Bushfire Smoke and Your Health

Bushfire Smoke and Your Health

As the bushfires continue to burn, it is hard to watch all the devastation it’s caused to so many people, communities and animals. While our incredible firefighters and volunteers continue to battle blazes in many states, we will continue to experience smoke haze even if you live a long way from a bushfire.

Bushfire smoke can travel hundreds of kilometres and it poses a range of health issues, especially for those with pre-existing heart or lung conditions. Air pollution from the bushfires has been at its worst over the last couple of weeks and it is forecasted to continue.

Why is bushfire smoke a health risk?

Bushfire smoke is a mixture of water vapour, small particles and gases, which may include carbon monoxide, carbon dioxide and nitrogen oxides. These gases travel long distances and are known to irritate the respiratory system, but NSW Health suggests it’s the particles that are most damaging to people’s health. The smaller and finer the particles, the more damaging they can be because they’re able to travel deeper into the lungs.

Who is at risk?

  • People with existing heart or lung conditions, such as asthma, chronic obstructive pulmonary disease and chronic bronchitis
  • Pregnant women
  • Older people
  • Young children

How does smoke affect you?

Those in high-risk groups are going to feel any effects of bushfire smoke more than the general population. For example, people with asthma may experience wheezing, coughing, chest tightness, and difficulty breathing while the smoke is around and for some days after.

Healthy people tend to tolerate being exposed to this type of pollution, although it can cause itchy or burning eyes, throat irritation, runny nose and some coughing. But these symptoms usually pass once the person is no longer exposed to the smoke.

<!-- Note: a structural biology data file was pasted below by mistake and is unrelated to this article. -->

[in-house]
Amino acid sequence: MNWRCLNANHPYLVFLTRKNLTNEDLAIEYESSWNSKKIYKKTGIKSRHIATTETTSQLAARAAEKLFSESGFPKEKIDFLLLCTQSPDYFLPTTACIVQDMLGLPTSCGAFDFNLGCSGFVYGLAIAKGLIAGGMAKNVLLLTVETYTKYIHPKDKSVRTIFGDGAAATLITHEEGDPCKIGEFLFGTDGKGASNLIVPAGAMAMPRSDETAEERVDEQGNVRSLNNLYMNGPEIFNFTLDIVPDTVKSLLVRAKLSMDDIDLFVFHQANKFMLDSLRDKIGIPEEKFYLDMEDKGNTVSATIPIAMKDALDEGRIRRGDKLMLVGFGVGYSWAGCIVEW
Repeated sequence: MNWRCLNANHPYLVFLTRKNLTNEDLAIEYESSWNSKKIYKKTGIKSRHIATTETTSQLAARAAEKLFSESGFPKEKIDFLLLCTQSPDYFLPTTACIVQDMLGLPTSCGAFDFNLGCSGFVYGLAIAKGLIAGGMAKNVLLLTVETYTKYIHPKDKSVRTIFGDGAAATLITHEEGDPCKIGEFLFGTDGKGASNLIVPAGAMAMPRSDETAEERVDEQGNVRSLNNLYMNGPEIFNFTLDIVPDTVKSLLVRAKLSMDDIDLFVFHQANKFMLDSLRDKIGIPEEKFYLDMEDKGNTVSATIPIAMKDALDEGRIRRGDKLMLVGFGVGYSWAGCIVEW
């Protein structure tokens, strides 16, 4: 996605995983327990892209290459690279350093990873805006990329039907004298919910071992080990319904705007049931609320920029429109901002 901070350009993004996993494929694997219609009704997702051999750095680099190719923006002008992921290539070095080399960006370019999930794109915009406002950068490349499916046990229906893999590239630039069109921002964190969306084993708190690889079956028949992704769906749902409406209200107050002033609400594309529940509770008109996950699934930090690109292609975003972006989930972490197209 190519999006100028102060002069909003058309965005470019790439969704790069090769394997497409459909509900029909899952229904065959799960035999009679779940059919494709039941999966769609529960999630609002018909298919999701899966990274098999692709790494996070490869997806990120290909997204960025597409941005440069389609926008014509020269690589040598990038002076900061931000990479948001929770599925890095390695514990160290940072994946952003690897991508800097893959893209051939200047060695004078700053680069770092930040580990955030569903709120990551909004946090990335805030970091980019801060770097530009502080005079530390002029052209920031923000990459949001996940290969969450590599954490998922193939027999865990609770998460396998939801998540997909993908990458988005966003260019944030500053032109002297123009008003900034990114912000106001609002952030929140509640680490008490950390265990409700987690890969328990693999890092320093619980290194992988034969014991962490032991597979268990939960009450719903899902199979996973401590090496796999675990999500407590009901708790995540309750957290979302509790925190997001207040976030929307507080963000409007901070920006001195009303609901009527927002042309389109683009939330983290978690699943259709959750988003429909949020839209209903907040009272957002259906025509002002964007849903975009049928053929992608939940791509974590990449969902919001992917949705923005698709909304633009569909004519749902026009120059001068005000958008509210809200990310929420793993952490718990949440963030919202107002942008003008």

What can you do to reduce your chances of being affected?

For those in areas affected by bushfire smoke, but not under direct threat from the fires, experts recommended the following precautions to reduce the health effects.

Stay indoors

Staying inside will reduce your risk of inhaling small particles. The best way to avoid breathing in bushfire smoke is stay inside with the windows and doors closed, preferably in an air-conditioned building.

Set air conditioning on recycle

Setting your air-con on recycle will help avoid bringing smoky air into your house. If you have the option of adding a filter to your air conditioner, do so. But take advantage of periods of clean air to ventilate your home, as smoke still penetrates indoors and can take time to disperse unless the house is opened up.

Consider a portable air filter

Portable air cleaners, available from home electrical stores, will lower the concentration of indoor particles and reduce the risk of health impacts from smoke.

Avoid physical activity outside

Avoided exercising outside when you can see and smell smoke in the air. Physical activity causes you to breathe in a lot more because you need to get a lot more oxygen. Increasing your ventilation will increase your pollution exposure.

Keep medication on hand and follow a treatment plan

People with asthma, and other health conditions, need to make sure they have any medication they need on hand at all times. The Victorian Health Department recommends having five days of medication on hand. If your symptoms get worse, seek medical advice.

Wear a mask

Certain types of masks can protect you from smoke particles, but they need to fit correctly to be effective. NSW Health Department says wearing a P1 or P2 mask (available at hardware stores) properly fitted over your mouth and nose will filter fine particles and minimize the effects of bushfire smoke.

How to support those affected by the fires

If you would like to support those affected by the fires, here are some organisations helping our firefighters, volunteers, victims and wildlife;

About Dry Salt Inhalation Therapy

Salt Therapy is a natural therapy to help you breathe, sleep and live better.

The benefits of Salt Therapy were first discovered in 1843 in Poland, where workers in underground salt mines were found to suffer fewer respiratory issues than the general population. By chiseling and grinding the salt, the miners produced micro-sized particles of salt that were dispersed into the air of the mine and then inhaled.

Dry salt is super absorbent and has natural anti-inflammatory and antibacterial properties. Once inhaled, the salt causes your mucus to thin and liquefy, making it easier to dislodge and expel – along with pathogens, debris and pollutants. Learn more about Salt Therapy. Read about the history of Salt Therapy.

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